Valve announced its long-rumoured Source 2 engine at GDC 2015 in San Francisco this week.
The company said that, unlike other engines that have licensing fees and royalty costs attached, Source 2 will be entirely free. The only condition is that any game made with Source 2 must also be released on Valve's proprietary storefront and PC gaming portal, Steam.
Speaking with Rock, Paper, Shotgun, Valve’s Erik Johnson explained that games don't need to be exclusive to Steam, only that the platform must be included among the distribution channels used.
Elsewhere at GDC, Epic announced that Unreal Engine 4 would be free. The only stipulation on the engine's use is a 5 percent royalty on gross revenue after the first US$3,000 per product, per quarter.
Meanwhile, Unity boss John Riccitiello described royalty systems as "f**king around", and said his company's new Unity 5 engine would be free for amateur dabblers but come with a license for professional shops: either US$1,500 up front or a US$75 monthly subscription.
The launch of Diablo 3 is the case study cited everywhere when speaking against always-online singleplayer games.
The infamous "Error 37" kept untold numbers of players from being able to play a game they'd waited 10 years to buy.
Blizzard said the issue was due to unexpected demand. Speaking at GDC this week, incumbent Diablo game director Josh Mosqueira elaborated.
Turtle Rock's four-versus-one monster hunt, Evolve, will soon be updated with an Observer mode.
The new mode will allow one player to watch the match from multiple perspectives, add audio commentary and livestream.
Observer mode comes with a new, customisable HUD. "Want to see stuff like the current perks being used and expected survival odds? Done," said Turtle Rock. "Want to overlay the minimap? No problem. Just want to enjoy a cinematic angle? Toggle the whole thing off, kick back and enjoy the view. On top of all this, you can even outline characters, making it easier to see them across the map."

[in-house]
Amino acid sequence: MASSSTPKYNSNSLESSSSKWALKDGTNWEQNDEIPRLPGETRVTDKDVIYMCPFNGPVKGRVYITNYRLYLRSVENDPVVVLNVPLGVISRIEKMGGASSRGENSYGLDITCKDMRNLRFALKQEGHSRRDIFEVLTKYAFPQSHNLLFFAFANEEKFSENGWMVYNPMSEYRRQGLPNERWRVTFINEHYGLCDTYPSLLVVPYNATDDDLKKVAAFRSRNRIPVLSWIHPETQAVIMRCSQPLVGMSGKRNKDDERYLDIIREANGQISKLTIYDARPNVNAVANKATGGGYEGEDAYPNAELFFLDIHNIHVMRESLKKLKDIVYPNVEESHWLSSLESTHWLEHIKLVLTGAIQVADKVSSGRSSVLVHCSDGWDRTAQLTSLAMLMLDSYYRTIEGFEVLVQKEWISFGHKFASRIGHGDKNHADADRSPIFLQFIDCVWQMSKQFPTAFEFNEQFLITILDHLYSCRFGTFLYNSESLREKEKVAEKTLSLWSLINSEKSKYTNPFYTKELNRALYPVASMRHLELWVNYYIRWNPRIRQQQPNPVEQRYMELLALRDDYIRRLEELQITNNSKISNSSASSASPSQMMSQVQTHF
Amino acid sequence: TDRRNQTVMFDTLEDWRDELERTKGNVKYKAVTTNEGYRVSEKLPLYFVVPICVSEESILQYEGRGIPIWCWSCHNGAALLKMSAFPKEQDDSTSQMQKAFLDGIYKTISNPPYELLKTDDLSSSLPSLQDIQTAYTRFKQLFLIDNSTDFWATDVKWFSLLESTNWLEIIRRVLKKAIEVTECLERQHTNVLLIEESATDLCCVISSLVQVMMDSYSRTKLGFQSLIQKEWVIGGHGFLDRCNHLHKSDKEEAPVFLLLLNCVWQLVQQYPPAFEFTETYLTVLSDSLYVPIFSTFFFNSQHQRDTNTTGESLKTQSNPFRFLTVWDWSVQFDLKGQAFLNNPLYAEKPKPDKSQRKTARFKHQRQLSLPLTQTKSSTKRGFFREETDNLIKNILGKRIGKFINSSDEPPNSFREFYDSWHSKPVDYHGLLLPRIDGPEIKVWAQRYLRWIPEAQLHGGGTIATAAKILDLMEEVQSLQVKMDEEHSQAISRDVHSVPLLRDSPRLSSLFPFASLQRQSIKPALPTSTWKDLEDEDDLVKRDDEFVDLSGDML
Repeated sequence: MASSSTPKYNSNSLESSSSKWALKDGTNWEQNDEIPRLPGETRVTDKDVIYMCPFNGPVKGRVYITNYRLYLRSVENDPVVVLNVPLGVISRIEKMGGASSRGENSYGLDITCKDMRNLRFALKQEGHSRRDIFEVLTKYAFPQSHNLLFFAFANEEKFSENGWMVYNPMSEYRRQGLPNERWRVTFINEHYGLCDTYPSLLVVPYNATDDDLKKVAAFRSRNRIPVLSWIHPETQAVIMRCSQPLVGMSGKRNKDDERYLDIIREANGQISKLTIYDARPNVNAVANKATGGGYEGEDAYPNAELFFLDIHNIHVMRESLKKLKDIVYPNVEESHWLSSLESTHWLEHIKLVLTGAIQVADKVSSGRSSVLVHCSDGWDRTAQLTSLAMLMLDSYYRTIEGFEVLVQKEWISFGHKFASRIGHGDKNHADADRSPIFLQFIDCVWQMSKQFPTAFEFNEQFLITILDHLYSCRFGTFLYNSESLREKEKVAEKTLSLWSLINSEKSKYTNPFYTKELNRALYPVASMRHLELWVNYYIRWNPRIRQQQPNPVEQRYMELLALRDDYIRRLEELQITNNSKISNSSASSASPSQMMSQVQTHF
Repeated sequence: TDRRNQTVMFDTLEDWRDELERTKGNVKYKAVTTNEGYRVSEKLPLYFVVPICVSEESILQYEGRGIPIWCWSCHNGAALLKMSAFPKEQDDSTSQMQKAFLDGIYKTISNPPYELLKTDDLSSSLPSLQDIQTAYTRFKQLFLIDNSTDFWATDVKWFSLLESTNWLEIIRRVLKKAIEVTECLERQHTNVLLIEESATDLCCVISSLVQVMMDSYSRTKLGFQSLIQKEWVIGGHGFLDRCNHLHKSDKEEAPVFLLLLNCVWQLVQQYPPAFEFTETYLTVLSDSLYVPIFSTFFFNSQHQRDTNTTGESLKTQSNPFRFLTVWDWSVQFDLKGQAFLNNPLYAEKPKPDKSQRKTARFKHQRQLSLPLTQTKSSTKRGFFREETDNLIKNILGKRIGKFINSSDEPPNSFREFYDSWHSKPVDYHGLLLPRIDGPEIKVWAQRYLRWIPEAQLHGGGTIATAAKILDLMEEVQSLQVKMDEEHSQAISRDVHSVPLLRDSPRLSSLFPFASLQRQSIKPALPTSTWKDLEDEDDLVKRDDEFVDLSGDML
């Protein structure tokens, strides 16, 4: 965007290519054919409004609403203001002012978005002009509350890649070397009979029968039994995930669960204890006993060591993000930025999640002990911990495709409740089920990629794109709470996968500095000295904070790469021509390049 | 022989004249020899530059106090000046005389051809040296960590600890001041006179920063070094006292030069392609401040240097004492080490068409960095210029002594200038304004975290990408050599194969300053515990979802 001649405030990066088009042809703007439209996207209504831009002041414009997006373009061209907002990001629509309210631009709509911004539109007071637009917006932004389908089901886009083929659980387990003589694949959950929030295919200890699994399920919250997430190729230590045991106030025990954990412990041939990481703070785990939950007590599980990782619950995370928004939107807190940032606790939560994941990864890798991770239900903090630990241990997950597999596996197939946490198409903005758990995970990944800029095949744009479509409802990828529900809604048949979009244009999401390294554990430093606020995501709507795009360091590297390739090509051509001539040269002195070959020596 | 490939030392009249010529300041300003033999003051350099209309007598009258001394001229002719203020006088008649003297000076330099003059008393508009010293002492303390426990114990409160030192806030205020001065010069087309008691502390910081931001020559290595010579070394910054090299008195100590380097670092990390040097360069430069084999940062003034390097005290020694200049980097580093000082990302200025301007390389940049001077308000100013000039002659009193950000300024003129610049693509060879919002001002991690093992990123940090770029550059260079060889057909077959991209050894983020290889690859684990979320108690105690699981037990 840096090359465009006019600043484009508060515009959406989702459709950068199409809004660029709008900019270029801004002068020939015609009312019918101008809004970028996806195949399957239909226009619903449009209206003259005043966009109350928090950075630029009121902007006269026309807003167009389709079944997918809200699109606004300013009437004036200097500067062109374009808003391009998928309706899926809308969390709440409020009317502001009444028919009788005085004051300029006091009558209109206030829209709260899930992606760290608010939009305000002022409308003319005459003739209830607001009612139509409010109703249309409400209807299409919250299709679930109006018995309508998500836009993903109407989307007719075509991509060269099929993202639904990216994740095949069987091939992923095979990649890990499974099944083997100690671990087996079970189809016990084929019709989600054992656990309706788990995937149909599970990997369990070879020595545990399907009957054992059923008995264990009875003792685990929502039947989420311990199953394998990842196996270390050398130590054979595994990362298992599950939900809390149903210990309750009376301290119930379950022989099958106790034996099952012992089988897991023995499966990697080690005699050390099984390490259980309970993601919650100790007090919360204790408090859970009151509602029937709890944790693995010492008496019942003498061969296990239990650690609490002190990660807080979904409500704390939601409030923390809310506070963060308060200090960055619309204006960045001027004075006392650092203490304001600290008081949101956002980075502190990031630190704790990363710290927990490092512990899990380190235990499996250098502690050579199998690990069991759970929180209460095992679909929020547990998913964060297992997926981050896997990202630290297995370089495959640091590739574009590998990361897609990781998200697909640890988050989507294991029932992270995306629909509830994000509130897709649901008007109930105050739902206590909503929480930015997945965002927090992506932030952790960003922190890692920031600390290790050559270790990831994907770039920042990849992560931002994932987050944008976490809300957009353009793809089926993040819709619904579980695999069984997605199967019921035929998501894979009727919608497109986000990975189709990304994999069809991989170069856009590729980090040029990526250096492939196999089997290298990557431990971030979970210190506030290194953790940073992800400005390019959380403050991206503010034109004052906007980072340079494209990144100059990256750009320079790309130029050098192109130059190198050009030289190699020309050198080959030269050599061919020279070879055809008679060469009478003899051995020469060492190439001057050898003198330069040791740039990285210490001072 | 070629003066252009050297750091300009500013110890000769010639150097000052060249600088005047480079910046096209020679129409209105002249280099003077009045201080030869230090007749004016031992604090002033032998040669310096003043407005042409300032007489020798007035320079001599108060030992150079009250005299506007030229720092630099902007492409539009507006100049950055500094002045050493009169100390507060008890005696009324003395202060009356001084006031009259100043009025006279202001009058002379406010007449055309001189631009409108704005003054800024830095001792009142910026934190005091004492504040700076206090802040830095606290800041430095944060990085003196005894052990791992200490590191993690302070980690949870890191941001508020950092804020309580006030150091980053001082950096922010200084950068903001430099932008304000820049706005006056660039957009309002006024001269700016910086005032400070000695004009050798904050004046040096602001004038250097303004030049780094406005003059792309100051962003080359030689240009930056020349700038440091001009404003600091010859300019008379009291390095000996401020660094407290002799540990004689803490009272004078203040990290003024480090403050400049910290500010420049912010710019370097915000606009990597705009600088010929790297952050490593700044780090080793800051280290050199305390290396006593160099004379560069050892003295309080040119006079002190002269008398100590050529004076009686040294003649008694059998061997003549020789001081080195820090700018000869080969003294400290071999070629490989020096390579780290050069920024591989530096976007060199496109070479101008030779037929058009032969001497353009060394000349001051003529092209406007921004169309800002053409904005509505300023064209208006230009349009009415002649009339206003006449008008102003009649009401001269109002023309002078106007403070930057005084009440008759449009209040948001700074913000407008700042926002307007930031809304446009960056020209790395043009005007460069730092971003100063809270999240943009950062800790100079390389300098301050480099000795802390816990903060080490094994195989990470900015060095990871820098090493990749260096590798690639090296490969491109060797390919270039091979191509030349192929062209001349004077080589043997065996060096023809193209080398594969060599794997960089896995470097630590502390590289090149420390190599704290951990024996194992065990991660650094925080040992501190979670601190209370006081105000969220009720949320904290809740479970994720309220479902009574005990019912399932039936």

Middle-earth: Shadow of Mordor has been named 2014 Game of the Year at the Game Developers Conference in San Francisco.
Monolith's licensed adventure beat out Alien: Isolation, Bayonetta 2, Destiny, and Hearthstone: Heroes of Warcraft.
Shadow of Mordor was the Gameplanet Critics Game of the Year, and one of the Gameplanet community's top three Games of the Year. Shadow of Mordor also cleaned up at the DICE Summit, but was pipped for the top honour by Dragon Age: Inquisition.
As rumoured, Rock Band 4 is on the way.
Mad Catz Interactive and Harmonix are partnering up to launch the title, which will release later this year for PlayStation 4 and Xbox One.
Mad Catz will develop and manufacture a new generation of wireless music game controllers for the game, although old peripherals will work as well.
Nvidia has unveiled a streaming-focussed game console for the living room called the Shield Android TV Console.
Like the Shield portable and Shield tablet, the Shield TV’s primary focus is as a recipient for games streamed from Nvidia’s new cloud system at 1080p/60fps.
That cloud system, Nvidia Grid, will be a subscription service that offers top-tier PC titles for streaming at two price points: one for 720p and one for 1080p.
Valve has unveiled its new Steam Controller.
It includes two touch pads that work as buttons, triggers, bumpers and three tow buttons on the back on each side of the controller, for a total of six. On the front there are an additional four face buttons.
The controller also has a thumbstick on the left.
“In 2013, The Creative Assembly came close to conquering Rome. But this time around, and like Attila before them, they too have been beaten back at the gates.”
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